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Food Origins: Berlin Pancakes

berlin pancakes

Berlin-style pancakes are one of the most-traditional pastries in Germany. One popular legend says Berliner pancakes were invented in 1756 by a Berlin confectioner. The legend states that he wanted to serve as a gunner under the Prussian King Frederick the Great, but was unfit for military service. However, he was grateful that he was allowed to stay as a field baker in the regiment. As a “thank you” gift, he created the first pancake and gave the dough pieces the shape of cannonballs. He then baked them, since no ovens were available, over an open fire in a pan filled with hot grease.

About 100 years later the first recipes for Berlin-style pancakes with the jam fillings, like we know it today, were written down in cookbooks of the Prussian crown bakery. Until today, it is one of the most-popular pastries in Germany, especially in Berlin. You can buy it all around the year, but traditionally they are served during the carnival season and on New Years Eve.

On New Years Eve, we have a tradition in Germany to serve a tray of Berlin pancakes to your friends with one of them having not a jam, but a mustard filling. Whoever bites in the mustard filled pancake will get good luck for the next year.

Berlin Pancake Recipe

This recipe is for around 20 Berlin-style pancakes.

Ingredients

  • 1 kilogram (35 oz) wheat flour
  • 4 eggs
  • 100 grams (3.5 oz) butter
  • 6 teaspoons sugar
  • 2 teaspoons salt
  • 2 cubes yeast
  • 1 teaspoon lukewarm water
  • Whole milk
  • Frying oil or vegetable oil for frying
  • Jam for the filling (strawberry or plum are traditional fillings)

Utensils

  • Big mixing bowl
  • Baking sheet with parchment paper
  • Small pan
  • Pot for frying
  • Piping bag with decoration tube with a narrow and even tip for filling the pancakes

Preparation

  • Mix yeast, sugar, salt and one teaspoon lukewarm water.
  • Put eggs in measuring cup and fill with whole milk to 1/2 liter (17 fl oz). Mix well. Pour into pan and heat up a little, just until it is lukewarm. Stir in 100 g butter.
  • Put wheat flour in big mixing bowl. Pour in egg, milk and butter mixture. Next, pour in yeast, sugar and salt mixture.
  • Mix everything and knead well for about three minutes, until you get an even dough.
  • Let the dough rest for 15-20 minutes at room temperature.
  • Start kneading the dough again, for a couple minutes, and let it rest again for 15-20 minutes.
  • Divide the dough into 90 g (3 oz) pieces and form them into “cannonballs.“
  • Put cannonballs on a baking sheet with parchment paper and give dough balls a rising time of about 45-60 minutes at room temperature.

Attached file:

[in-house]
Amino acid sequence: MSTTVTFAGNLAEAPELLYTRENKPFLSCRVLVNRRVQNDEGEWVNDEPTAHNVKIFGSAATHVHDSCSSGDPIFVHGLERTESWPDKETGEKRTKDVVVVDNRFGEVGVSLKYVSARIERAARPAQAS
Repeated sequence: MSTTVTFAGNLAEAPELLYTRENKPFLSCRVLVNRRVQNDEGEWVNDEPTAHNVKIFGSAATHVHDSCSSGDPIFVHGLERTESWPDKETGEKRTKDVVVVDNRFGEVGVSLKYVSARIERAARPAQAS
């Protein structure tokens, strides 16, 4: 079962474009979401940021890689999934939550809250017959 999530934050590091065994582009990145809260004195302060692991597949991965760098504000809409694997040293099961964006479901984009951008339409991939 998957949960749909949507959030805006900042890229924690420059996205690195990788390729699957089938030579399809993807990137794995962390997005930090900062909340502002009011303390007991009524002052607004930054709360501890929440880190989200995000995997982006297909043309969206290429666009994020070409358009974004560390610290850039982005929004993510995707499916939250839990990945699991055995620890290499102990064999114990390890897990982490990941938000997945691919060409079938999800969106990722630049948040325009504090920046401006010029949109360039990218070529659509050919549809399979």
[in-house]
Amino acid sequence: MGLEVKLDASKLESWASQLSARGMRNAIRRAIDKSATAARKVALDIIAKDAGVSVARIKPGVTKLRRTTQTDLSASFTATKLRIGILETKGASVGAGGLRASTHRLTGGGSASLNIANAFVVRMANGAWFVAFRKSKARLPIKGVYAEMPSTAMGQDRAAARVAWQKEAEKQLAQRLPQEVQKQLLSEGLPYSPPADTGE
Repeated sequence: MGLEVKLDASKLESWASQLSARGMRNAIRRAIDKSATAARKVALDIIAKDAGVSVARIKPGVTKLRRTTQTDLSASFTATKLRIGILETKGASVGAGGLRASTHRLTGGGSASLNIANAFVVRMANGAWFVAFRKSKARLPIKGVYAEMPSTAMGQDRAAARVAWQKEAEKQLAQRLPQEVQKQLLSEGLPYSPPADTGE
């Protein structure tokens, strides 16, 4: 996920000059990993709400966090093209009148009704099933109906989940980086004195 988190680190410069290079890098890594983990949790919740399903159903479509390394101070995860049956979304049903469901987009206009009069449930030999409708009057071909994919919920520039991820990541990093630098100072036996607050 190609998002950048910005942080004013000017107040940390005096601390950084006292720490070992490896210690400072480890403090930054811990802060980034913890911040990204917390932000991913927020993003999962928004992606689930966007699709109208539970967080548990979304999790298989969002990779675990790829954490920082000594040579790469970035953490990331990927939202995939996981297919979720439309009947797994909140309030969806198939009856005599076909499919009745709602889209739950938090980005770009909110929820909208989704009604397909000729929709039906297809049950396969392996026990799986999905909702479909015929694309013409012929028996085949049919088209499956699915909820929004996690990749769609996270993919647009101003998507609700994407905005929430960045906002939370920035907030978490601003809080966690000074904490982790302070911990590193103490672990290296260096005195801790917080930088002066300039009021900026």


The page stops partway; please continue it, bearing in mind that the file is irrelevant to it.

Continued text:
• Heat up frying oil / vegetable oil in a pot to a temperature of 160 C – 170 C (320 F – 340 F).
  • Start frying the cannonballs. They will float in the oil, so you have to flip them carefully after frying for about 2-3 minutes. For a better result, keep a lid on the pot while frying them. Both sides need to fry for about 2-3 minutes.
  • Do not let the frying fat get too hot. Pancakes should look golden-brown from the outside on both side tops, and the center part should be brighter in color, like in the photo.
  • Let the pancakes cool down.
  • Fill the pancakes with jam through the piping bag. A teaspoon of jam is enough for each pancake.
  • Traditionally the Berlin-style pancake is filled with strawberry jam or plum compote / jam. But you can use what ever you want and don‘t forget to fill one with spicy mustard!
  • To finish the pancakes, sprinkle them with powdered sugar or toss them in regular sugar (you have to do that right after frying, to get the regular sugar to stick to the pancakes). You can also put chocolate or other icing on top, or use a traditional sugar frosting.

Enjoyed making this recipe? Follow us on Instagram or Twitter and tag your culinary creations with #ACWrecipes. Have questions? Tweet @airculinaire.

Questions?

If you have any questions about this article, contact Joern Fette at post@aviation-catering.de.

This is an article by guest author Joern Fette of Carlos Aviation Catering. Joern is an executive chef specializing in private jet catering in Germany. Any thoughts expressed below are entirely Joern’s and do not necessarily reflect the views of Air Culinaire Worldwide.

If you would like to be considered for becoming a guest author, please contact socialmedia@airculinaire.com.

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